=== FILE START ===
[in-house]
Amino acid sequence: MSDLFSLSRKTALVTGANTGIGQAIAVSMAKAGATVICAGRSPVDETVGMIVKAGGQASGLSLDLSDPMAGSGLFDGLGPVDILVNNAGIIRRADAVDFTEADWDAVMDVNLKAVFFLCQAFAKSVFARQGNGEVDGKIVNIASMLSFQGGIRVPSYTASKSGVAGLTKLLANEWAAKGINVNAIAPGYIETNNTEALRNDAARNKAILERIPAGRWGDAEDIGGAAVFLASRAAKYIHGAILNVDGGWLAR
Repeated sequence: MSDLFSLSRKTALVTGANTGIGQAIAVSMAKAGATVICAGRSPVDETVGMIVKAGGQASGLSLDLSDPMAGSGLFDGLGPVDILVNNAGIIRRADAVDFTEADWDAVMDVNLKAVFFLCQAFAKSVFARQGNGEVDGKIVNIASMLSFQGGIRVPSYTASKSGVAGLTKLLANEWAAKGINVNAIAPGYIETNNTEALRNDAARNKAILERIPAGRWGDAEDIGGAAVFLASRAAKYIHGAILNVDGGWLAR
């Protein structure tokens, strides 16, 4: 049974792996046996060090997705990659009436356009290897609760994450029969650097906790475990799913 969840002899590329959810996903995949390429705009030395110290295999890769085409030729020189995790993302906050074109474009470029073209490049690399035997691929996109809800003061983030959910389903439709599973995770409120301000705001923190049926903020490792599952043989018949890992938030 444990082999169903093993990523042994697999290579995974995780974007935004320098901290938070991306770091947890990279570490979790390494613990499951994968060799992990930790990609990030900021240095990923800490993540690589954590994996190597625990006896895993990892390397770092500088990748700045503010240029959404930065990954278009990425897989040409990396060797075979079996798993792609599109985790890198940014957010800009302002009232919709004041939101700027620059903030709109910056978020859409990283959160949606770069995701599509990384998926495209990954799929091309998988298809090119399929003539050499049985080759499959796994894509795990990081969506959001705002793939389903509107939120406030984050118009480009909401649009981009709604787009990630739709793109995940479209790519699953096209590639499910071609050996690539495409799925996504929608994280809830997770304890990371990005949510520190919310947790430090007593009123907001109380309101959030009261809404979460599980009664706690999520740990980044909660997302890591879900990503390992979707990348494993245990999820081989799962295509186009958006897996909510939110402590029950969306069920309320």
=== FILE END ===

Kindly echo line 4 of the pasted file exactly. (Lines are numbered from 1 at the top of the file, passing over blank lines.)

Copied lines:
């Protein structure tokens, strides 16, 4: 049974792996046996060090997705990659009436356009290897609760994450029969650097906790475990799913 969840002899590329959810996903995949390429705009030395110290295999890769085409030729020189995790993302906050074109474009470029073209490049690399035997691929996109809800003061983030959910389903439709599973995770409120301000705001923190049926903020490792599952043989018949890992938030 444990082999169903093993990523042994697999290579995974995780974007935004320098901290938070991306770091947890990279570490979790390494613990499951994968060799992990930790990609990030900021240095990923800490993540690589954590994996190597625990006896895993990892390397770092500088990748700045503010240029959404930065990954278009990425897989040409990396060797075979079996798993792609599109985790890198940014957010800009302002009232919709004041939101700027620059903030709109910056978020859409990283959160949606770069995701599509990384998926495209990954799929091309998988298809090119399929003539050499049985080759499959796994894509795990990081969506959001705002793939389903509107939120406030984050118009480009909401649009981009709604787009990630739709793109995940479209790519699953096209590639499910071609050996690539495409799925996504929608994280809830997770304890990371990005949510520190919310947790430090007593009123907001109380309101959030009261809404979460599980009664706690999520740990980044909660997302890591879900990503390992979707990348494993245990999820081989799962295509186009958006897996909510939110402590029950969306069920309320």